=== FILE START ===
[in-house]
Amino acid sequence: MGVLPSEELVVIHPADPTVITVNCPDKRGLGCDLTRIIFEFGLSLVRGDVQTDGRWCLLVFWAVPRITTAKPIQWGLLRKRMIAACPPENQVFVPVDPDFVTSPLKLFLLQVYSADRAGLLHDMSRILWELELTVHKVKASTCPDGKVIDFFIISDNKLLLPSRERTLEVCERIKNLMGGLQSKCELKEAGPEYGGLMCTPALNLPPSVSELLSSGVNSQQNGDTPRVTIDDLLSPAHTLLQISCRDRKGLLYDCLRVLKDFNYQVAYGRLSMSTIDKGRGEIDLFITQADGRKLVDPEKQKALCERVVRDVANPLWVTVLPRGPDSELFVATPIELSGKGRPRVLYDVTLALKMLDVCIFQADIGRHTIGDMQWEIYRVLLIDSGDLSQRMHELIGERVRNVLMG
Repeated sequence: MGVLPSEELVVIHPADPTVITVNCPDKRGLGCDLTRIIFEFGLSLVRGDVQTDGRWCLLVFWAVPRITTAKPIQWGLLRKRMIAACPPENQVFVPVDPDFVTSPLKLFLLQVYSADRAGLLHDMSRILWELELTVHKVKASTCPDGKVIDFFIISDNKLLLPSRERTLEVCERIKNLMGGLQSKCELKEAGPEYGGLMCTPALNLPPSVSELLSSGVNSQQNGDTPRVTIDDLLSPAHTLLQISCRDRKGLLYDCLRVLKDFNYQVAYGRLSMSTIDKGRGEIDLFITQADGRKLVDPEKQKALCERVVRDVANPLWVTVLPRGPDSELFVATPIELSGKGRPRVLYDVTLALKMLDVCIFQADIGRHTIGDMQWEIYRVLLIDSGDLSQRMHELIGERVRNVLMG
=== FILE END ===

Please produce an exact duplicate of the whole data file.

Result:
[in-house]
Amino acid sequence: MGVLPSEELVVIHPADPTVITVNCPDKRGLGCDLTRIIFEFGLSLVRGDVQTDGRWCLLVFWAVPRITTAKPIQWGLLRKRMIAACPPENQVFVPVDPDFVTSPLKLFLLQVYSADRAGLLHDMSRILWELELTVHKVKASTCPDGKVIDFFIISDNKLLLPSRERTLEVCERIKNLMGGLQSKCELKEAGPEYGGLMCTPALNLPPSVSELLSSGVNSQQNGDTPRVTIDDLLSPAHTLLQISCRDRKGLLYDCLRVLKDFNYQVAYGRLSMSTIDKGRGEIDLFITQADGRKLVDPEKQKALCERVVRDVANPLWVTVLPRGPDSELFVATPIELSGKGRPRVLYDVTLALKMLDVCIFQADIGRHTIGDMQWEIYRVLLIDSGDLSQRMHELIGERVRNVLMG
Repeated sequence: MGVLPSEELVVIHPADPTVITVNCPDKRGLGCDLTRIIFEFGLSLVRGDVQTDGRWCLLVFWAVPRITTAKPIQWGLLRKRMIAACPPENQVFVPVDPDFVTSPLKLFLLQVYSADRAGLLHDMSRILWELELTVHKVKASTCPDGKVIDFFIISDNKLLLPSRERTLEVCERIKNLMGGLQSKCELKEAGPEYGGLMCTPALNLPPSVSELLSSGVNSQQNGDTPRVTIDDLLSPAHTLLQISCRDRKGLLYDCLRVLKDFNYQVAYGRLSMSTIDKGRGEIDLFITQADGRKLVDPEKQKALCERVVRDVANPLWVTVLPRGPDSELFVATPIELSGKGRPRVLYDVTLALKMLDVCIFQADIGRHTIGDMQWEIYRVLLIDSGDLSQRMHELIGERVRNVLMG